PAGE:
Gamepad enhancements in yquake2

A recent obsession with retro gaming on Raspberry Pi using RetroPie led me to play through a few old favorites, starting of course with Wolfenstein 3D (and my subsequent work on Splitwolf).

After making my way through history with Doom and Quake I, it was only natural that I load up Quake II...

A bug right out of the gate

RetroPie ships with support for the yquake2 engine, so it was easy to get up and running. However, I found moving the sticks made my head spin uncontrollably in circles! After a little poking around, I realized yquake2 was interpreting gamepad input as both joystick and mouse events. I found that setting the sensitivity cvar to 0 fixed it, but realized there was no way to set it to 0 using the UI.

Time to fork and clone! A one line fix made it possible to use the sliders in the UI to set sensitivity to 0.

Stick feel is everything

Once I got the controls working, I found that gamepad aiming didn't have a precise feel like I was used to in modern shooters. From my experience with FPV drones, I knew that a little "expo" can go a long way.

"Expo" makes gamepad stick input non-linear, such that small movements on the stick are less pronounced. This enables both precise and fast movements, even at higher sensitivity levels, and is part of the reason why gamepad controls in modern shooters feel more precise. It's called expo because it simply raises the gamepad input value to the specified power, or exponent.

The value of a joystick axis is a floating point number between 0 and 1. Linear joystick input with no expo results in a graph that looks like this:

Linear gamepad input
Linear gamepad input

However, if we apply some expo, say 2, we get a graph that looks more like this:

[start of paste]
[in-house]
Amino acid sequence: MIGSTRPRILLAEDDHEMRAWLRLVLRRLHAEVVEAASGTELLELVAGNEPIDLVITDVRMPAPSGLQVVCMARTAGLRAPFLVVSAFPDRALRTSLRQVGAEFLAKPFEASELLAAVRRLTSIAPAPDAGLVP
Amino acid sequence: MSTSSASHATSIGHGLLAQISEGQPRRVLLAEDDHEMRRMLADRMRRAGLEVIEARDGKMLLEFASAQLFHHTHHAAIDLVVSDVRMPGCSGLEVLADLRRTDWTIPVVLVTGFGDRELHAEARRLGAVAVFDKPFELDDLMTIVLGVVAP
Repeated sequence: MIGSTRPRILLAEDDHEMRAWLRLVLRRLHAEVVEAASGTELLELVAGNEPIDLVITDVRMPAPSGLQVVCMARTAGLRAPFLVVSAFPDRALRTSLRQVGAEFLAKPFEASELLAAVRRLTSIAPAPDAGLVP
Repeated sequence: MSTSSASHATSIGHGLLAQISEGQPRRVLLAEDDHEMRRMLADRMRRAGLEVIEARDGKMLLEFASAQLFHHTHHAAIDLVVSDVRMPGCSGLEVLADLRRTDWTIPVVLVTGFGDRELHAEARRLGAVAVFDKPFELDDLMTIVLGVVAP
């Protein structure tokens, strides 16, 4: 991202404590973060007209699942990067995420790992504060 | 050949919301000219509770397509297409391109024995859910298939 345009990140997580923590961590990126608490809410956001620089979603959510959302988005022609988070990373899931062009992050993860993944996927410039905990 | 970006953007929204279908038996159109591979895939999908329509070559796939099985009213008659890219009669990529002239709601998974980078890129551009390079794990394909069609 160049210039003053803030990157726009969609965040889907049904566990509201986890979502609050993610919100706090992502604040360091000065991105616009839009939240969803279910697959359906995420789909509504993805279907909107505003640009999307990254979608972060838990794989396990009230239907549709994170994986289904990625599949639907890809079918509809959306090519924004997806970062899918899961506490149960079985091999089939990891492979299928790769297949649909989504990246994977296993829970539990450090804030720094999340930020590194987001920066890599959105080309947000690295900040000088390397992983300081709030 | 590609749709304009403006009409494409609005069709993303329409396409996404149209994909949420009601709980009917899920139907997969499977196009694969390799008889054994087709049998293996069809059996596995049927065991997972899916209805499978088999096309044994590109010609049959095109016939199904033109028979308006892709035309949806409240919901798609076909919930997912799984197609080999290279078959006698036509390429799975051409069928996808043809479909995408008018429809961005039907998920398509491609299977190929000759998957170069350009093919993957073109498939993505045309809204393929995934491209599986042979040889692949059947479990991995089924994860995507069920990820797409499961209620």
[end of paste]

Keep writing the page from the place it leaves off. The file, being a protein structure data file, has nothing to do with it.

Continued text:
Exponential gamepad input
Exponential gamepad input

This means small joystick inputs result in very small movements, but slamming the stick all the way still results in the same movement as without any expo at all. Just by looking at the graphs, you can tell how this will help make aiming on a gamepad way more precise.

With this in mind, I set about adding a new cvar, joy_expo, with a default value of 2. With the new cvar, it was simple to apply joy_expo to gamepad input.

UI is... also everything

Expo made aiming feel quite a bit better, but I needed to tweak a few more settings to get it dialed in. I realized the gamepad controls in yquake2 could only be customized by manually setting cvars in the console, which means quick changes aren't quick and easy.

I set about adding a new menu in the yquake2 UI to enable customizing yaw, pitch, forward, side, and up sensitivity -- and of course, expo. I also took the opportunity to move the haptic controls to the same submenu, bringing everything together in one place.

In old game engines, this usually involves manually calculating the position of controls -- there's no layout system, so you increment a variable like y to store where the next control in the UI is drawn. It's no flexbox, but it gets the job done, and after a little tinkering, I got a nice menu system in place:

yquake2 "customize joystick" menu
yquake2 "customize joystick" menu

Fork it, push it, quick PR it

With all these changes in place on my local branch, the next step was to send a pull request. After a little insight from a fellow contributor, everything was buttoned up and ready to ship.

In the next release of yquake2, I was happy to find my changes released, and I hope others have found that it enhanced their retro Quake II experience just as much as it did for me.